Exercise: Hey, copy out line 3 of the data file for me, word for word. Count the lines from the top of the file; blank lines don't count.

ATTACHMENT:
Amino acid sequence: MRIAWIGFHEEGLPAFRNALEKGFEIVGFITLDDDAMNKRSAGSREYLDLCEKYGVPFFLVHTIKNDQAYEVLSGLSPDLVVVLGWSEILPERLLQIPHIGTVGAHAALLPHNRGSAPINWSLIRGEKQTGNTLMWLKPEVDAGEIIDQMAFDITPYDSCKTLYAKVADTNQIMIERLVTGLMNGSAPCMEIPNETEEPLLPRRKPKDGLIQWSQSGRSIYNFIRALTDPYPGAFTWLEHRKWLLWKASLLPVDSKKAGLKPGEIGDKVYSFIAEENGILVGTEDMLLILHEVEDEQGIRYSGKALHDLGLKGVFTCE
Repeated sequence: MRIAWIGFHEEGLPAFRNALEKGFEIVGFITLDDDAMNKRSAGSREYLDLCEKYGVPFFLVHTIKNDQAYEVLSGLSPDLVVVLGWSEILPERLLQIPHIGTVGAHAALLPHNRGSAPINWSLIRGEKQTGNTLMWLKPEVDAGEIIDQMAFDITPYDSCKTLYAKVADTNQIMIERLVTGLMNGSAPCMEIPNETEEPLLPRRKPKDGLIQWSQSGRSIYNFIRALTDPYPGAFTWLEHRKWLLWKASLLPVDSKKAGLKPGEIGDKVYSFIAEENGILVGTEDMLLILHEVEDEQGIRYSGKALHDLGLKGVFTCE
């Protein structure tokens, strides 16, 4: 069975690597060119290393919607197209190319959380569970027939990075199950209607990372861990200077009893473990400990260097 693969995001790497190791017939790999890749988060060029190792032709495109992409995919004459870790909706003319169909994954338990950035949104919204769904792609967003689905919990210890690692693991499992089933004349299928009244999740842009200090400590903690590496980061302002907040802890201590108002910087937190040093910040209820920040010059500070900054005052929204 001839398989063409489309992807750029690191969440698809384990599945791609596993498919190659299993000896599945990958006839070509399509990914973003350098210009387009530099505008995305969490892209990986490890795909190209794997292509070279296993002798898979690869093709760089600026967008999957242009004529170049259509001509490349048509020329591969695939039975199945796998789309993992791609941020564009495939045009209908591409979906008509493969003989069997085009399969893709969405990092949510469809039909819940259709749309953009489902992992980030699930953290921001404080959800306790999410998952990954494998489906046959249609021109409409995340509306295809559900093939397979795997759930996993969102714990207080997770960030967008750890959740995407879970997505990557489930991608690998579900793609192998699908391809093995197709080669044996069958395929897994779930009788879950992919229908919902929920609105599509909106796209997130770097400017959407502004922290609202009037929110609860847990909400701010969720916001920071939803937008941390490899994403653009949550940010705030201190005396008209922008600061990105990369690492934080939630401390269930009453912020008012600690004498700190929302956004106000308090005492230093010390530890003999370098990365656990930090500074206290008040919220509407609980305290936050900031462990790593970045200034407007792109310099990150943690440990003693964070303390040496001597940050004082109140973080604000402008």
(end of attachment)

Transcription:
């Protein structure tokens, strides 16, 4: 069975690597060119290393919607197209190319959380569970027939990075199950209607990372861990200077009893473990400990260097 693969995001790497190791017939790999890749988060060029190792032709495109992409995919004459870790909706003319169909994954338990950035949104919204769904792609967003689905919990210890690692693991499992089933004349299928009244999740842009200090400590903690590496980061302002907040802890201590108002910087937190040093910040209820920040010059500070900054005052929204 001839398989063409489309992807750029690191969440698809384990599945791609596993498919190659299993000896599945990958006839070509399509990914973003350098210009387009530099505008995305969490892209990986490890795909190209794997292509070279296993002798898979690869093709760089600026967008999957242009004529170049259509001509490349048509020329591969695939039975199945796998789309993992791609941020564009495939045009209908591409979906008509493969003989069997085009399969893709969405990092949510469809039909819940259709749309953009489902992992980030699930953290921001404080959800306790999410998952990954494998489906046959249609021109409409995340509306295809559900093939397979795997759930996993969102714990207080997770960030967008750890959740995407879970997505990557489930991608690998579900793609192998699908391809093995197709080669044996069958395929897994779930009788879950992919229908919902929920609105599509909106796209997130770097400017959407502004922290609202009037929110609860847990909400701010969720916001920071939803937008941390490899994403653009949550940010705030201190005396008209922008600061990105990369690492934080939630401390269930009453912020008012600690004498700190929302956004106000308090005492230093010390530890003999370098990365656990930090500074206290008040919220509407609980305290936050900031462990790593970045200034407007792109310099990150943690440990003693964070303390040496001597940050004082109140973080604000402008």